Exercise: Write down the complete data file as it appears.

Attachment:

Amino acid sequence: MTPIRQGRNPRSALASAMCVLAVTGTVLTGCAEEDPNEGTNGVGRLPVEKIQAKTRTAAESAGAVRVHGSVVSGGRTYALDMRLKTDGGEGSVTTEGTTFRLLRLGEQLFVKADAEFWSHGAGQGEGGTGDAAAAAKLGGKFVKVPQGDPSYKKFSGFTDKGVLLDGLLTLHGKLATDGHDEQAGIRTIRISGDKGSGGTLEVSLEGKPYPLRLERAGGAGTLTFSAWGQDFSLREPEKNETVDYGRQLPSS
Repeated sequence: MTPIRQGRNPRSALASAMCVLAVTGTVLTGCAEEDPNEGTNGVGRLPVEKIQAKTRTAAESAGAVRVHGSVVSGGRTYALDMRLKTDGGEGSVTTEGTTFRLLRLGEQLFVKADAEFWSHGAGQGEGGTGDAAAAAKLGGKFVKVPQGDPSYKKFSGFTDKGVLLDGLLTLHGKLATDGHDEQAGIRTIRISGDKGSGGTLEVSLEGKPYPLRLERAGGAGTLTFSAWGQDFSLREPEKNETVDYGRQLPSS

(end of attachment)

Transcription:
Amino acid sequence: MTPIRQGRNPRSALASAMCVLAVTGTVLTGCAEEDPNEGTNGVGRLPVEKIQAKTRTAAESAGAVRVHGSVVSGGRTYALDMRLKTDGGEGSVTTEGTTFRLLRLGEQLFVKADAEFWSHGAGQGEGGTGDAAAAAKLGGKFVKVPQGDPSYKKFSGFTDKGVLLDGLLTLHGKLATDGHDEQAGIRTIRISGDKGSGGTLEVSLEGKPYPLRLERAGGAGTLTFSAWGQDFSLREPEKNETVDYGRQLPSS
Repeated sequence: MTPIRQGRNPRSALASAMCVLAVTGTVLTGCAEEDPNEGTNGVGRLPVEKIQAKTRTAAESAGAVRVHGSVVSGGRTYALDMRLKTDGGEGSVTTEGTTFRLLRLGEQLFVKADAEFWSHGAGQGEGGTGDAAAAAKLGGKFVKVPQGDPSYKKFSGFTDKGVLLDGLLTLHGKLATDGHDEQAGIRTIRISGDKGSGGTLEVSLEGKPYPLRLERAGGAGTLTFSAWGQDFSLREPEKNETVDYGRQLPSS